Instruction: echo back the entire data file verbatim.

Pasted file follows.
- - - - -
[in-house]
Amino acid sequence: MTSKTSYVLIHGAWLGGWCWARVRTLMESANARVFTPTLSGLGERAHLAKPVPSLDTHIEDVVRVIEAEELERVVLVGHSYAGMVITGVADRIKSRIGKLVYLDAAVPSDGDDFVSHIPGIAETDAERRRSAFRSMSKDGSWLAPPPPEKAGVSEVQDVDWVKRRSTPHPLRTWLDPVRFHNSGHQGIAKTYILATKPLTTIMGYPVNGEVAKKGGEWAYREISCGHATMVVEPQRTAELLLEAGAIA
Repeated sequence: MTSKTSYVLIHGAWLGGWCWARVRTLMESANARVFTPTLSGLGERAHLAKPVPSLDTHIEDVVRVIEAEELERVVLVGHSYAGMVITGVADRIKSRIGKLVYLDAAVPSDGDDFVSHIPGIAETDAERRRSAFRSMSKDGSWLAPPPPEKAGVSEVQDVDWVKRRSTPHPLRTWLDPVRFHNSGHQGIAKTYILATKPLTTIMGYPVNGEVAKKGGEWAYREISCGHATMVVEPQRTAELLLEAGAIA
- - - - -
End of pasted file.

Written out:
[in-house]
Amino acid sequence: MTSKTSYVLIHGAWLGGWCWARVRTLMESANARVFTPTLSGLGERAHLAKPVPSLDTHIEDVVRVIEAEELERVVLVGHSYAGMVITGVADRIKSRIGKLVYLDAAVPSDGDDFVSHIPGIAETDAERRRSAFRSMSKDGSWLAPPPPEKAGVSEVQDVDWVKRRSTPHPLRTWLDPVRFHNSGHQGIAKTYILATKPLTTIMGYPVNGEVAKKGGEWAYREISCGHATMVVEPQRTAELLLEAGAIA
Repeated sequence: MTSKTSYVLIHGAWLGGWCWARVRTLMESANARVFTPTLSGLGERAHLAKPVPSLDTHIEDVVRVIEAEELERVVLVGHSYAGMVITGVADRIKSRIGKLVYLDAAVPSDGDDFVSHIPGIAETDAERRRSAFRSMSKDGSWLAPPPPEKAGVSEVQDVDWVKRRSTPHPLRTWLDPVRFHNSGHQGIAKTYILATKPLTTIMGYPVNGEVAKKGGEWAYREISCGHATMVVEPQRTAELLLEAGAIA